San Francisco Employment

The number of people living in San Francisco with a job jumped by another 4,100 in August and now totals a record 535,700, up 24,100 versus the same time last year and an increase of 99,000 since January of 2010, a 23 percent increase in less than six years.

There are now 70,200 more people living in San Francisco with paychecks than there were at the height of the dot-com peak in 2000, at which point the unemployment rate measured 3 percent with a labor force of 480,000 versus 555,500 last month.

The current unemployment rate in San Francisco measures 3.6 percent, down from over 9 percent in January of 2010, according to data provided by California’s Employment Development Department.

Having jumped by a revised 6,700 in July, East Bay employment slipped by a nominal 300 in August to 1,308,600. Employment in Alameda County, which includes Oakland, slipped by 300 to 784,300 in August but is 20,200 higher versus the same time last year.

Alameda County Employment

The unemployment rate in Alameda County currently measures 4.8 percent, down from 6.1 percent at the same time last year and versus 11.2 percent in January 2010.

31 thoughts on “Nearly 100K More Employed In San Francisco Since 2010”
  1. Here we go again w/ the ambiguity as to what this refers to (where people work vs. where they live); since this stat seems to describe the latter not the former, might I suggest the headline “Nearly 100K More Employed San Franciscans Since 2010” instead ??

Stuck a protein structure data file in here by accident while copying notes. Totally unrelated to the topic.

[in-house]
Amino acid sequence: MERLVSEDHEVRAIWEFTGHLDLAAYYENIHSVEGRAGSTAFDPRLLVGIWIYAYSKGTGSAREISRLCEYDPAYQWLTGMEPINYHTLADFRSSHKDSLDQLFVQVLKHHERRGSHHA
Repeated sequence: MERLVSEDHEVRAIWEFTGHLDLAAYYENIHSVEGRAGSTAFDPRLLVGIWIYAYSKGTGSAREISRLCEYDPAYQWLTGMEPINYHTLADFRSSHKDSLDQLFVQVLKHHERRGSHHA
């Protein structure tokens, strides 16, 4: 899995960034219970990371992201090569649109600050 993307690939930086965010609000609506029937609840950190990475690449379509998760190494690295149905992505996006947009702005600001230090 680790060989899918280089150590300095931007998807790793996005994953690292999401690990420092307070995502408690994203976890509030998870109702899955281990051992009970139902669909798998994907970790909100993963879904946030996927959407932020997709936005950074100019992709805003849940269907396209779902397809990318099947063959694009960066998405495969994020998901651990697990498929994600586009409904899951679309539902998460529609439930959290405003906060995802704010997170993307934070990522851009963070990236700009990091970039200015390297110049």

2. Is there access to more granular level of data? I’d be curious as to median income of the net new employed San Franciscans or other data that could provide a sense of the income quartiles/quintiles/deciles these new San Franciscans are at – specifically in terms of getting a sense of whether the City’s housing policies are really aligned with providing housing supply at the household income levels where the housing demand is coming from. A lot of the City’s housing policies are aimed at those earning 60% or less of Area Median Income for rental and 80%-100% AMI for home ownership – but I suspect that the real hole in the supply doughnut is at workforce income levels higher than that.

  3. wow look at that chart…just like the other one they posted earlier today that shows the price of a house in SF overlaid with the number sold.

    both charts are saying the same thing, when you compare them to the earlier similiar periods on the chart.

    the one difference this time….the gap between the lines is much much much bigger.

    itll be interesting to see how the next downturn plays out.